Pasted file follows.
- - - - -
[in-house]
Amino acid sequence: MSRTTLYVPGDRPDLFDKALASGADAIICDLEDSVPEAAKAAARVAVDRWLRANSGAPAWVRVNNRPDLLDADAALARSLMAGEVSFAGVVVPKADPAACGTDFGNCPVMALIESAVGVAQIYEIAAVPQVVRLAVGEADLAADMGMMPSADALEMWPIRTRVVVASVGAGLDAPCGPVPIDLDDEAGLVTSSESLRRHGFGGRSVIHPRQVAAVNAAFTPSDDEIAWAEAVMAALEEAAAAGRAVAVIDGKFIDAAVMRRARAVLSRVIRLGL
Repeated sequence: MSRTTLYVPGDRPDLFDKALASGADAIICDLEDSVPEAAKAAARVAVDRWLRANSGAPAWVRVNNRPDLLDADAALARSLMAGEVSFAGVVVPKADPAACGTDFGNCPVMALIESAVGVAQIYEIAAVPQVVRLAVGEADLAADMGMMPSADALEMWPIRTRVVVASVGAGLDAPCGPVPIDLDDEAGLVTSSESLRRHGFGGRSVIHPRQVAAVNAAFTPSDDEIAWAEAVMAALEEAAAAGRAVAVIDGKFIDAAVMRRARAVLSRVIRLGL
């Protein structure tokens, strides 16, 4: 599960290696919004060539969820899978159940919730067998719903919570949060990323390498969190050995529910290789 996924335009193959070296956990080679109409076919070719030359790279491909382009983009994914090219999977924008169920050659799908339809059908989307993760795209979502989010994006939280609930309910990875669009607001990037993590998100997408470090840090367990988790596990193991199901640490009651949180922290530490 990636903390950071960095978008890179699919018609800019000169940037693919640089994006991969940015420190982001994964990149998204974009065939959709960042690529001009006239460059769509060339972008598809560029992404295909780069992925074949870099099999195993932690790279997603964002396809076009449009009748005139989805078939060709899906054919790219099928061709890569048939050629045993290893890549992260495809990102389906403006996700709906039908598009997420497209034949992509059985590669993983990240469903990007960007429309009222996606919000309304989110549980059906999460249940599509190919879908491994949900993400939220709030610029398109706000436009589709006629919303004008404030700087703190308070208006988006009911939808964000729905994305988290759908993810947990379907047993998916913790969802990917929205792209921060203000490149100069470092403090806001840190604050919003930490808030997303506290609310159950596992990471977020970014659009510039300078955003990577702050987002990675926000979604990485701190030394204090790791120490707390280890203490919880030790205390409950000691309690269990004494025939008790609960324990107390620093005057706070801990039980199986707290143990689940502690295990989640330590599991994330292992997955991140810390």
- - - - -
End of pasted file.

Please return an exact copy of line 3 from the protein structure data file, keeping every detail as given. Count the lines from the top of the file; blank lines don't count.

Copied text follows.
Repeated sequence: MSRTTLYVPGDRPDLFDKALASGADAIICDLEDSVPEAAKAAARVAVDRWLRANSGAPAWVRVNNRPDLLDADAALARSLMAGEVSFAGVVVPKADPAACGTDFGNCPVMALIESAVGVAQIYEIAAVPQVVRLAVGEADLAADMGMMPSADALEMWPIRTRVVVASVGAGLDAPCGPVPIDLDDEAGLVTSSESLRRHGFGGRSVIHPRQVAAVNAAFTPSDDEIAWAEAVMAALEEAAAAGRAVAVIDGKFIDAAVMRRARAVLSRVIRLGL